Ohio Workers Face Carbon Monoxide Exposure


Because the gas is difficult to detect and of the gradual onset of symptoms, carbon monoxide (CO) is often referred to as a “silent killer.” It is a leading cause of toxic-related deaths and illnesses worldwide. In the U.S. alone, hundreds of people die each years from unintentional carbon monoxide poisoning—many of the victims at the workplace.

One of the more common sources of Carbon Monoxide (CO) in the workplace is the internal combustion engine. The obvious occupations at high risk are auto mechanics and others working around automobiles in a body shop or garage.

According to the Occupational Safety and Health Administration (OSHA), at-risk occupations include any employee who works in a confined space. Additional work environments with a known increased carbon monoxide exposure risk include boiler rooms, steel mills, breweries, various warehouses, oil refineries, pulp and paper producers and shipyards.

Carbon monoxide exposure to  may be due to the negligence of an employee, defective gas detectors, or workplace management failing to properly ventilate a workspace. Improperly ventilated areas with appliances and engines, particularly in enclosed spaces, may allow carbon monoxide to build up and cause harm to employees. Although most cases of carbon monoxide poisoning are mild, some serious complications may result.

Joe Lyon is a highly-rated Cincinnati, Ohio Toxic Tort and Personal Injury Attorney, representing plaintiffs nationwide in a wide variety of civil litigation claims. 


Carbon Monoxide Exposure Risk


If workplace appliances are serviced and used safely, they should produce safe levels of CO. When management fails to service old appliances like gas fireplaces, boilers, central heating systems, and water heaters, there may be leaks and a risk of CO exposure.

Particularly dangerous work areas include vehicle repair shops, warehouses, refineries, steel mills, boiler rooms, breweries, paper mills and shipyards. Employees working near manholes, splicing vehicles, garages, tunnels, and marine loading docks.


Common sources of Carbon Monoxide may include:

  • Engines running in enclosed spaces—vehicle exhaust
  • Gas-burning furnaces
  • Marine engine exhaust
  • Coal-burning power plants
  • Portable generators
  • Power washers
  • Charcoal grills
  • Marine engines
  • Forklifts
  • Gas-powered heaters
  • Fumes from paint removers and cleaning fluids

Carbon Monoxide Exposure and CO Poisoning


Carbon monoxide (CO) poisoning occurs when carbon monoxide builds up in the bloodstream following acute exposure. When there is an excess of carbon monoxide in the air the body replaces oxygen in red blood cells with carbon monoxide, quickly leading to serious damage.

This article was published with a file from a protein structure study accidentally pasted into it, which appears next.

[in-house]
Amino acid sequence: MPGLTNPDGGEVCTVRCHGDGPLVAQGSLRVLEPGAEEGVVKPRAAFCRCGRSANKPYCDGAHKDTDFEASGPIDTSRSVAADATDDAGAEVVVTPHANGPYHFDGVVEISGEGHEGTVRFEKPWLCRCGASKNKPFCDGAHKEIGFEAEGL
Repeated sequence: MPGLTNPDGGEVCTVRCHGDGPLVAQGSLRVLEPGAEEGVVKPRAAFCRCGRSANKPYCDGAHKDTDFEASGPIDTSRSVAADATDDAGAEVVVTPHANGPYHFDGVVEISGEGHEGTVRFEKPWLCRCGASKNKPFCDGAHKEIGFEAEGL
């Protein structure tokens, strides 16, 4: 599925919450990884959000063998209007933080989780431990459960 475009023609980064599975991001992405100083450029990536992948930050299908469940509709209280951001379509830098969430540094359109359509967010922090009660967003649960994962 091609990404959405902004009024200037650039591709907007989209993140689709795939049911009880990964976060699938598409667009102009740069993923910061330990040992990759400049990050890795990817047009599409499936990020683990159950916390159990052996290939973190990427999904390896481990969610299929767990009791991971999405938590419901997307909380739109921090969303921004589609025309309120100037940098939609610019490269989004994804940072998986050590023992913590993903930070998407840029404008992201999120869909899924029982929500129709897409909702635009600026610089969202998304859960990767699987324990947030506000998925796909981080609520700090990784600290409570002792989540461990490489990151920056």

High levels of CO concentration in the body will prevent sufficient amounts of oxygen from reaching the heart and brain, ultimately leading to suffocation, hemorrhaging, nerve damage, brain damage, and possibly death. Severe CO gas poisoning may cause long-term heart health issues like coronary heart disease.

Initial symptoms of carbon monoxide poisoning can be difficult to differentiate from other potential health conditions. Low-level exposure is likely to cause headaches, dizziness, drowsiness, or nausea. Some people exposed to CO may feel as though they have the flu. Extended exposure will worsen symptoms and can be accompanied by a rapid pulse, confusion, loss of coordination, or collapse.

If multiple people in the same building have the same symptoms, CO poisoning should be suspected, and safety authorities alerted. The longer individuals are exposed to carbon monoxide, the more severe the symptoms and complications. Within the first hours, an exposed person may experience the following:

  • Memory issues
  • Headache
  • Weakness
  • Dizziness
  • Trouble breathing
  • Nausea
  • Vomiting
  • Blurred vision
  • Loss of consciousness
  • Confusion
  • Coordination difficulties

Toxic Exposure Prevention


Awareness of the risk is first and foremost. To keep a safe work environment, it is important to be aware of the dangers of carbon monoxide poisoning. Employers are responsible for educating workers about the sources and work conditions that may result in CO poisoning.

The U.S. Centers for Disease Control and Prevention (CDC) has published basic precautions to protect workers. Employers can reduce the risks associated with CO exposure with the following:

  • Maintain gas appliances, and use them safely as intended
  • Do not operate gasoline-powered engines or tools inside buildings or enclosed work areas
  • Ensure work areas are well-ventilated and vents are unobstructed
  • Equip all employees with masks and respirators when handling toxic materials
  • Do not leave gasoline-powered motors running in garages or body shops
  • Do not use a generator near company windows or air intakes
  • Install and maintain carbon monoxide alarms at workplaces

If you or a loved one has suffered from Carbon Monoxide exposure or Carbon Monoxide Poisoning at the workplace, and have questions about the legal remedies available to improve quality of life and medical care in Ohio, contact The Lyon Firm at (800) 513-2403. You will speak directly with Mr. Lyon, and he will help you answer these critical questions.